It's Good to Be Alive: Cy Coleman and Avery Corman's Great Ostrovsky Sings in Philly

News   It's Good to Be Alive: Cy Coleman and Avery Corman's Great Ostrovsky Sings in Philly Bob Gunton, Broadway's original Juan Peron of Evita, bites into another juicy part March 6 with the first performance of Cy Coleman and Avery Corman's musical, The Great Ostrovsky, at Philadelphia's Prince Music Theater.
Louise Pitre and Bob Gunton in rehearsal for The Great Ostrovsky
Louise Pitre and Bob Gunton in rehearsal for The Great Ostrovsky

This is a regional testing of the waters for the new musical, set in the New York Yiddish theatre community in the early 20th century. Alan King was once mentioned for the title role, when the show was in previous development.

Louise Pitre (Mamma Mia!), Rachel Ulanet (Saturday Night), Paul Kandel, Jonathan Hadary (Gypsy with Tyne Daly), Nick Corley (A Christmas Carol), Daniel Marcus (Urinetown, The Fabulist), Ed Staudenmayer, Jeff Edgerton and Kirsten Wyatt share the stage with Gunton.

Opening is March 13. Performances continue to March 28.

The staging is co-directed and choreographed by Patricia Birch and co-directed by Douglas C. Wager. Designers are Zach Brown (set and costumes) and Howell Binkley (lighting). Music director is Steven L. Gross.

* The Great Ostrovsky had a private reading in Philadelphia Dec. 15, 2003, at Prince Music Theater in anticipation of the March 2004 world premiere there.

Composer and co-lyricist Coleman and book writer and co-lyricist Avery Corman were in attendance for the reading.

Gunton was Tony Award-nominated for his work in Evita and the Broadway revival of Sweeney Todd. His Broadway credits also include Roza, Passion, Big River, Working, King of Hearts.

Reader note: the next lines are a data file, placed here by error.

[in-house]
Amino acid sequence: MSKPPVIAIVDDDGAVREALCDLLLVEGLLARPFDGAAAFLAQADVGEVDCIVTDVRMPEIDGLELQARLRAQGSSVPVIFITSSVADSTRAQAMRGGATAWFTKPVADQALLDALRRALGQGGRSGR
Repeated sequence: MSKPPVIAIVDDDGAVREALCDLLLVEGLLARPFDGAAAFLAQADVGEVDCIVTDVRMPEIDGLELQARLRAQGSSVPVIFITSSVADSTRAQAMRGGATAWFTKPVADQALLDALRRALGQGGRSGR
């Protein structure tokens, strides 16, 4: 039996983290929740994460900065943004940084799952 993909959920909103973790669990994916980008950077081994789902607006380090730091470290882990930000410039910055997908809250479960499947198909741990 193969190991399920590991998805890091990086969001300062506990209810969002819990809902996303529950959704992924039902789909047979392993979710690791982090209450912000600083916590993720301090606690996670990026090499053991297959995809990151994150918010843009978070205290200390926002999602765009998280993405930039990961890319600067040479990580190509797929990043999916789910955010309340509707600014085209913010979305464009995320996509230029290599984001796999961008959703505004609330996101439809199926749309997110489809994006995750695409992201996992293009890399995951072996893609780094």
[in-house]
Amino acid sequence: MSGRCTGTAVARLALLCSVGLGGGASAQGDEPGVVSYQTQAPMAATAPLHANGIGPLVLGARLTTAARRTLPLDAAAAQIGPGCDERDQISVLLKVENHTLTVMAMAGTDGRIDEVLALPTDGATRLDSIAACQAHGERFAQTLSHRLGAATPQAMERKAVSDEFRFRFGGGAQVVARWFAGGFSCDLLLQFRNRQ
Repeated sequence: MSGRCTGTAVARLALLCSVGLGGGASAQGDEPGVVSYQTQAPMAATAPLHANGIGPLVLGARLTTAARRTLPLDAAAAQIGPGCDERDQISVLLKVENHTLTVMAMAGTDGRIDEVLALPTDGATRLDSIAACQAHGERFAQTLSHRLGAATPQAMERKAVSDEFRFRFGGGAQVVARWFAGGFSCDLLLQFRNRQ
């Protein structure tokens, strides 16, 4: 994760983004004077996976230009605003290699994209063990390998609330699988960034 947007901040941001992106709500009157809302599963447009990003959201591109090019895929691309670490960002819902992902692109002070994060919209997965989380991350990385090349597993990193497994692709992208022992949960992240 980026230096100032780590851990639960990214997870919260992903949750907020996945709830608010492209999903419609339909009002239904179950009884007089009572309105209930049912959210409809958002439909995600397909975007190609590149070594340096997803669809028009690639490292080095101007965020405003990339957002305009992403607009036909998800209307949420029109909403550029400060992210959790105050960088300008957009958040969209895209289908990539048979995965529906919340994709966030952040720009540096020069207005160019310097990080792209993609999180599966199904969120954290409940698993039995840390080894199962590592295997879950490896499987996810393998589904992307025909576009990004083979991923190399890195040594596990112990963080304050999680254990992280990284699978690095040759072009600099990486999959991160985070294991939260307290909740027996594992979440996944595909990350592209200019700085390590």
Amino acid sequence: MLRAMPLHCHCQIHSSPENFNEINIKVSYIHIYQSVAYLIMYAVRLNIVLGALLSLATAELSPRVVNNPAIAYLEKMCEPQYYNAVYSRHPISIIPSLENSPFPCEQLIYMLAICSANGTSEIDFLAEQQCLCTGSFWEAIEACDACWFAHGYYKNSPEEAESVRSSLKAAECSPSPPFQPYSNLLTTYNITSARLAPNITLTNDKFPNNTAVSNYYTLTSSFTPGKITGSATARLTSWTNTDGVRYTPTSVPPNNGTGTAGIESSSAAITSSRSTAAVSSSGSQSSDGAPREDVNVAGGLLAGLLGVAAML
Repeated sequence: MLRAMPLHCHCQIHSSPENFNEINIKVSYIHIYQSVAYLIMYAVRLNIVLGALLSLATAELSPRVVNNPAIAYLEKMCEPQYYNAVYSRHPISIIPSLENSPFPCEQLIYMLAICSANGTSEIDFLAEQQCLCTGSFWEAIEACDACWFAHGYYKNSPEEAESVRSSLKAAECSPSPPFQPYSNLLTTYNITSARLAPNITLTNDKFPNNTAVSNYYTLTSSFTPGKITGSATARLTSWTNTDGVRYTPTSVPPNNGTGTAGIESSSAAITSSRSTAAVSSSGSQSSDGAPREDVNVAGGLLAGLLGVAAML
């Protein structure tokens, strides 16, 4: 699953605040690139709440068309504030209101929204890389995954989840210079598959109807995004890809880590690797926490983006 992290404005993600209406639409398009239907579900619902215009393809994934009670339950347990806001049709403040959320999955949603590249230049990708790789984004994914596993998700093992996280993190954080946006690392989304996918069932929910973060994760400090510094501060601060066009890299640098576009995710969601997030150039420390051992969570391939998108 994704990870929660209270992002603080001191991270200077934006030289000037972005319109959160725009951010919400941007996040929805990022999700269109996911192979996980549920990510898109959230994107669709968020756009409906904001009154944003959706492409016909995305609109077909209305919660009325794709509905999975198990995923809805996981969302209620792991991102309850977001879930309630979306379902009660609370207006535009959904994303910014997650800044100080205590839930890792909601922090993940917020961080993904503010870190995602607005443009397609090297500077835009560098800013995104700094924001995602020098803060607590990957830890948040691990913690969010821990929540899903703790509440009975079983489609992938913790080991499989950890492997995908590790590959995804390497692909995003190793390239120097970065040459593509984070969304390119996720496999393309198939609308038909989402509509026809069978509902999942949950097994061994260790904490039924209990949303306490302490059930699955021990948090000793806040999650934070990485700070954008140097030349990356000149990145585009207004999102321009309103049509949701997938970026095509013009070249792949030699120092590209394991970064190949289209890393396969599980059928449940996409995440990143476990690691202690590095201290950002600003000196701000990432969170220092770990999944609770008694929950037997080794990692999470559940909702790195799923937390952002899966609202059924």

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Is The Great Ostrovsky a big, traditional musical comedy?

"It's not big," Prince producing artistic director Marjorie Samoff previously told Playbill On-Line. "And remember, this is the Prince: I don't know how traditional it's going to end up being. Although I love the traditional form, work here usually has a twist."

The show, with a cast of 12-14, is about a big personality from the New York Yiddish stage of the 1920s, but "it's really about the relationship of an artist to his audience and to big business. It's a period, but has some contemporary take. And it's funny — a happy ending."

In 2004, Prince Music Theater, which began as American Music Theater Festival 20 years ago, also offers a new musical version of the play, Gemini, and a production of William Bolcom's revised Casino Paradise.

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At various times in its development, The Great Ostrovsky was known as Ostrovsky and It's Good to Be Alive. At one point, it was mentioned as a vehicle for comedian-actor Alan King.

"Meet David Ostrovsky, an artist of monumental talent, with self-confidence to match, who suddenly finds himself fighting for his own survival in a bustling world of aspiring artists and hustling promoters, left-wing idealists and girls who just want to be stars," reads the Prince announcement.

Known as a master melodist, composer Coleman is the Tony Award-winner who penned scores for The Will Rogers Follies, Barnum, I Love My Wife, Wildcat, On the Twentieth Century, Little Me and The Life. He is not known for writing lyrics for his musical projects, but did co-write the book to The Life.

For Prince Music Theater information, call (215) 569-9700 or visit www.princemusictheater.org.